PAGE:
Tuesday, 15 June 2010
And then...and then...and then... Meg Harper
My Creative Partners project is all over bar the shouting – I have to attend something called a wash-up meeting next week! Don’t you just love modern management jargon?! I have learnt a great deal from the project and could rant at a few politicians about a variety of educational and social issues as a result. But as a writer who works in schools I am fascinated by what I observed about little children and what, for them, constitutes a story. Tomorrow I will be working in a different school and will work with gifted and talented children from years 1-5 but the teacher, although she wanted me to work with year 1 and 2 wasn’t quite sure what she wanted me to do with them – something about writing stories and having fun – but she wasn’t sure what. And suddenly, I didn’t know what to suggest. I explained that from what I have observed, small children have nothing like such a strong sense of the structure of a story as adults do. This ought to be obvious, I think. We presumably learn the structure of story gradually over the years as we read and hear more and more of them. Some of us enjoy stories that break the rules, where the basic structure is experimented with and the ‘rules’ are broken – I do myself. David Mitchell’s ‘Cloud Atlas’ is brilliant in my opinion – Sarah Water’s ‘The Night Watch’ is less successful but I admire the attempt to subvert the structure. Others hate all that – many are the moans I have heard about the ambiguous ending of ‘Atonement’. But when I was 5 or 6, I was still absorbing how stories worked – I certainly couldn’t have explained that a story had a beginning, a middle and an end, let alone that there was something we could call a ‘build-up’ and a ‘resolution’. I know I wrote stories that went on until I got fed up with them and then they just stopped. And why not? Stories are entertainment and for little children, lots of action is entertaining – so they make up stories which go ‘and then...and then...and then...’ and that’s fine. When they get a bit older, they start noticing that things have got a bit ridiculous and so there are a lot of ‘I woke up and it was all a dream’ endings. To me, all this is a natural part of the process of absorbing a norm of our culture.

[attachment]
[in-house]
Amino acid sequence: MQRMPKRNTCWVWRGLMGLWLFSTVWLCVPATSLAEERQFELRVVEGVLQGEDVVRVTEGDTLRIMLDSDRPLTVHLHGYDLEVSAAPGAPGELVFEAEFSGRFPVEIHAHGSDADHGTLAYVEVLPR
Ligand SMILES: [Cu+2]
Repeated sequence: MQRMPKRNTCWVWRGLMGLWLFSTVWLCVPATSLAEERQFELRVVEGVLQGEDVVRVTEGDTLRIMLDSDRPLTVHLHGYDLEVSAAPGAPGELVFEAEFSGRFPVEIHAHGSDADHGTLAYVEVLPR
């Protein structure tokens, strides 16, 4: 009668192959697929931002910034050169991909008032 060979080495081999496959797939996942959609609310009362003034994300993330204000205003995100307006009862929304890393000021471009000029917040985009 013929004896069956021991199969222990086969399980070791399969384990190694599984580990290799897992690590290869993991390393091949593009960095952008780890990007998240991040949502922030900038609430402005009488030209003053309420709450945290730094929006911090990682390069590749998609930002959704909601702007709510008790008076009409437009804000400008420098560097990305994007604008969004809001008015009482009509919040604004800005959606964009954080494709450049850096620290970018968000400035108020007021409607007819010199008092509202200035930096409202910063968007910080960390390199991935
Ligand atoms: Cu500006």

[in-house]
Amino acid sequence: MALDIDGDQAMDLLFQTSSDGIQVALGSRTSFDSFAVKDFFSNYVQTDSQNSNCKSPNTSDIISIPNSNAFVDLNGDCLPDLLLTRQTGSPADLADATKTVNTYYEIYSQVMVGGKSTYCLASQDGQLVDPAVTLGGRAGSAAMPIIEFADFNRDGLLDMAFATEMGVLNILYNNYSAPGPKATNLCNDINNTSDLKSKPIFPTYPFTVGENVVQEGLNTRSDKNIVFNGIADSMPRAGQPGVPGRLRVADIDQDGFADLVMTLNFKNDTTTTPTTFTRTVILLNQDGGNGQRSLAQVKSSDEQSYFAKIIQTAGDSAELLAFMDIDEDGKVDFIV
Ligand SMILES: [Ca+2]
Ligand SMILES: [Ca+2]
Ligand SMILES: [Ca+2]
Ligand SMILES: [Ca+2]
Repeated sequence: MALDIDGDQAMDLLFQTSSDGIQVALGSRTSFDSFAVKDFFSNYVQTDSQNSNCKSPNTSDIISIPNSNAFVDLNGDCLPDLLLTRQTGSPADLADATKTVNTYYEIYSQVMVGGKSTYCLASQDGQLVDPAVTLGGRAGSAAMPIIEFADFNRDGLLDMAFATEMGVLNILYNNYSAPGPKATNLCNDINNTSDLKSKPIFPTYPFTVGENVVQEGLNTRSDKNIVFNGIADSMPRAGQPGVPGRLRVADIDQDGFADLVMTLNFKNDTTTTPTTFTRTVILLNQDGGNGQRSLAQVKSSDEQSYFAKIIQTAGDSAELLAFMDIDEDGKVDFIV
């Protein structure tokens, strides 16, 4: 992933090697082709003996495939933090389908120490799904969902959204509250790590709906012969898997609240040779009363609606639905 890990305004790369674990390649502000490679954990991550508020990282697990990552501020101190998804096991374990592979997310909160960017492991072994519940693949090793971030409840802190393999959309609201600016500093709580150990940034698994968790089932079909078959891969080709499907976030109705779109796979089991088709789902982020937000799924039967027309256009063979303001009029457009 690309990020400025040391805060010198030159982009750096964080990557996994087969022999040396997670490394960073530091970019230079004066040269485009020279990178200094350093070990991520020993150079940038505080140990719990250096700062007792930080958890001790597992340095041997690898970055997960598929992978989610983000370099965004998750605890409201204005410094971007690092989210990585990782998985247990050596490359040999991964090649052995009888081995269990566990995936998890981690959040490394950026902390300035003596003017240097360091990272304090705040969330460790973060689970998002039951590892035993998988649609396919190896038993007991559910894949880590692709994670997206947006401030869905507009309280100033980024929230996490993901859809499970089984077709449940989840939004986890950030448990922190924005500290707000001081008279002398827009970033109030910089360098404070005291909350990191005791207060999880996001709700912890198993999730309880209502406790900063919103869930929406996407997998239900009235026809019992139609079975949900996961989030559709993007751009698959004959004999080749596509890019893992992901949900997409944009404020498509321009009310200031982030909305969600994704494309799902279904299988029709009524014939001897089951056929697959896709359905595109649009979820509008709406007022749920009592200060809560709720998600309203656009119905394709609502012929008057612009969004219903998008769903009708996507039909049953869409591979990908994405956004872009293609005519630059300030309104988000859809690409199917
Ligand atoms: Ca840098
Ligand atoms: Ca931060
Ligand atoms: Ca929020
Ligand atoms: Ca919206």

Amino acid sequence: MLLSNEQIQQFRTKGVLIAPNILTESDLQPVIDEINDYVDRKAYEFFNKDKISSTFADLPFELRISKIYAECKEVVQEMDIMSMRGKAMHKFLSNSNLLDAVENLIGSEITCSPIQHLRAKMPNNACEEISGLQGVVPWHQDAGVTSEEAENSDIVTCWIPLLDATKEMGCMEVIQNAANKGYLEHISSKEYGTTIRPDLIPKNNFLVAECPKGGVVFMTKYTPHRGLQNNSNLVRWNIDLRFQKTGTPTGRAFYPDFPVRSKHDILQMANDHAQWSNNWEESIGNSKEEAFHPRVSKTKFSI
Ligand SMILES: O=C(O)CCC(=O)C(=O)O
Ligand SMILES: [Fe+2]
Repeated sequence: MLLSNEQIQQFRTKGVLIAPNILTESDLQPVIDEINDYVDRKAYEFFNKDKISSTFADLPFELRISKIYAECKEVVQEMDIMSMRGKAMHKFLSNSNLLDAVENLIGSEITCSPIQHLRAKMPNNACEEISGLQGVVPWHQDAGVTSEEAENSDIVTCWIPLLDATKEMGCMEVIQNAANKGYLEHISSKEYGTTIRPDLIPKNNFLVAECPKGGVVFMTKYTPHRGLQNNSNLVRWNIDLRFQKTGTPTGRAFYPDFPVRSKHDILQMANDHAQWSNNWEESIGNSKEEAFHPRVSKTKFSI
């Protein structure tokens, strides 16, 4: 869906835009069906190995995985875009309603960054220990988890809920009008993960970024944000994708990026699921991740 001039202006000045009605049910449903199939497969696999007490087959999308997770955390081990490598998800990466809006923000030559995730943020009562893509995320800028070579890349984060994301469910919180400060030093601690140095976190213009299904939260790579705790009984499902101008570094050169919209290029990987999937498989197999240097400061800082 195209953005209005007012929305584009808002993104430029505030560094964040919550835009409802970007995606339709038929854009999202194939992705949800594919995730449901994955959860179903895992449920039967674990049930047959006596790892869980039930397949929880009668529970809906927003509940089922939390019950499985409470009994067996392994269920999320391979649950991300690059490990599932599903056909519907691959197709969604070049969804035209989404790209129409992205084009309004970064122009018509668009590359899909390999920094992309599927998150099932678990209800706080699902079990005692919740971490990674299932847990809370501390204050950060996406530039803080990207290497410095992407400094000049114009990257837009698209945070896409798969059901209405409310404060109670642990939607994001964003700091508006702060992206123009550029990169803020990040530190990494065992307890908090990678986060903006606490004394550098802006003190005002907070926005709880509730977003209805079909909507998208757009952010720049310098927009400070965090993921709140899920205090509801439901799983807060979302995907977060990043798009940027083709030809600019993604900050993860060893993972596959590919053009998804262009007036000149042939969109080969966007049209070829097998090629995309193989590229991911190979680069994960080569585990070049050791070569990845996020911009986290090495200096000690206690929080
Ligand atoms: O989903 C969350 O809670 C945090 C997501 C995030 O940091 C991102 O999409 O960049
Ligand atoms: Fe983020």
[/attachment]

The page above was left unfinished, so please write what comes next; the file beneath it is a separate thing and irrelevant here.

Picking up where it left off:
So why on earth are younger and younger children having ‘story structure’ drilled into them? I am part of the process because I am frequently asked to talk about story planning and I co-operate because I am always happy to share my experience of my craft and to try to meet the needs of those employing me. I can do a good, fun and memorable workshop on story planning and story structure and I think it’s perfectly appropriate for children who have had a rich and lengthy experience of story. But for younger children? No – surely it is better to let their idea run riot, their imaginations roam freely, for them to enjoy the glories of ‘and then... and then...and then...’. My 5-7s youth theatre group is devising a delightful little play this term in which Monkey meets the Emperor Master in the jungle and is taught Kung Fu because he is being sent on a quest to save the moon which is being eaten by the Astro Rat. On the way he encounters the Crocodile King, Howler Monkey and his friend Marmaduke, a mad Scientist and some helpful Stars. As you do. My adult brain has been much challenged by encouraging them to bring this amazing quest to a satisfactory conclusion which makes sense! I don’t think they would mind at all if it didn’t! They are simply enjoying the journey, adding in more and more adventures for Monkey.
So that’s what I think I’ll be doing with the Year 1s and 2s tomorrow – enjoying a story journey and not worrying about structure. How much does a story need it anyway? Do I only enjoy the satisfaction of a story that sticks to the traditional structure because that’s what I’m used to in my small corner of Western civilisation? I wonder. What do you think? Anybody out there an expert on the theory of narrative?